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Pyometra in Cats

Learn about pyometra in cats.

Pyometra is a life-threatening bacterial infection of the uterus in cats.

What Causes Feline Pyometra?

Pyometra occurs because of the hormone changes that happen in a cat's body around their heat cycles. When a cat doesn't become pregnant over several cycles, the hormone progesterone stays high, causing the lining of the uterus to keep thickening and eventually develop cysts filled with fluid. That fluid secretes from the cysts and is excellent for growing bacteria.

But where do the bacteria come from?

Well, the cervix is relaxed because the cat's body is primed to allow sperm through. So, bacteria can get in. And the bacteria don't get expelled from the uterus because high progesterone also inhibits uterine cramps (so pregnancy can thrive). The bacteria aren't attacked by white blood cells as they usually would be because the body keeps WBCs out of the uterus when a cat is in heat, so they don't destroy any sperm that arrive there. Therefore, the bacteria can multiply until they overwhelm the cat's system.

Any intact (non-spayed) female cat can develop pyometra.

What Are the Signs of Pyometra in Cats?

The signs of pyometra in cats vary depending on whether the cervix is open. If it is, pus can drain from the uterus, and an owner may see it on the cat's fur or bedding. The cat may lick incessantly at the vagina to get rid of the pus.

If the cervix is closed, trapping the pus inside the uterus, the signs are often severe and come on quite rapidly. They can include:

  • Fever
  • Depression
  • Lethargy
  • Decreased or absent appetite
  • Distended and painful abdomen
  • Vomiting

Eventually, toxins in the bloodstream due to the bacteria cause shock and, ultimately, death.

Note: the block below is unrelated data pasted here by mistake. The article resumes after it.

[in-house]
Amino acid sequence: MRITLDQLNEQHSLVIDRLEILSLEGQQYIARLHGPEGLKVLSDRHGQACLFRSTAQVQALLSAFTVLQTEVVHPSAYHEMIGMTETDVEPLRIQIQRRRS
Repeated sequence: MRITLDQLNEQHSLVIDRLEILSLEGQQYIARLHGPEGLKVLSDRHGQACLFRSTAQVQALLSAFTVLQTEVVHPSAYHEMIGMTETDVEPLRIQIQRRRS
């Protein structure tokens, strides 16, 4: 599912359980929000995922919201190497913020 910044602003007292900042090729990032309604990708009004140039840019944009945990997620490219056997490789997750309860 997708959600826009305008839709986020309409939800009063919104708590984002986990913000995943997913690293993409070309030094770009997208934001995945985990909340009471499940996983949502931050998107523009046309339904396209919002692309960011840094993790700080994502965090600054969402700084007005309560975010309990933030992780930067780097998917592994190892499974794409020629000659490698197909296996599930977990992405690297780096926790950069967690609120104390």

Cats with open cervix pyometra may or may not have the symptoms on the closed pyometra list, but if they do, they're usually milder than cases of closed cervix pyometra.

Diagnosis of Pyometra in Cats

A veterinarian will do a thorough exam of your cat and ask you questions. A history of not being spayed, having been in heat recently, and having a fever, inappetence, or vaginal discharge will all raise red flags for pyometra in the vet's mind.

Blood work may show elevated white blood cell counts. X-rays of the abdomen in cases of a closed cervix pyometra will show an enlarged uterus. An ultrasound can also reveal that.

Treatment of Pyometra in Cats

Surgery to remove the uterus and ovaries (spay surgery, ovariohysterectomy) is the best treatment for pyometra in cats. However, if the kitty quite sick, anesthesia may be extremely risky.

Additionally, the uterine tissue is much more fragile (delicate and easy to tear and bleed) during pyometra, so that increases surgical risk too.

Many cats must be treated with intravenous fluids and antibiotics before surgery in an attempt to get the cat in better shape for enduring the procedure.

Non-Surgical Treatment of Pyometra in Cats

It is strongly recommended that all cats with pyometra be treated surgically with the removal of the uterus. In some rare conditions, a cat may be treated with the hormone prostaglandin, which lowers progesterone, theoretically allowing the cervix to open and the uterine to contract to get the pus out. However, prostaglandins can cause abdominal pain and other side effects and sometimes don't work at all.

Some cats treated with prostaglandins experience uterine rupture, which is when the uterus breaks and pus fills the abdomen. Those cats are at high risk of death.

Pyometra that isn't treated will result in the death of the cat except in exceedingly rare instances.

Spaying cats before they go into their first heat can help them avoid pyometra (See this article for the one exception: "Ovarian Remnant Syndrome in Cats.")

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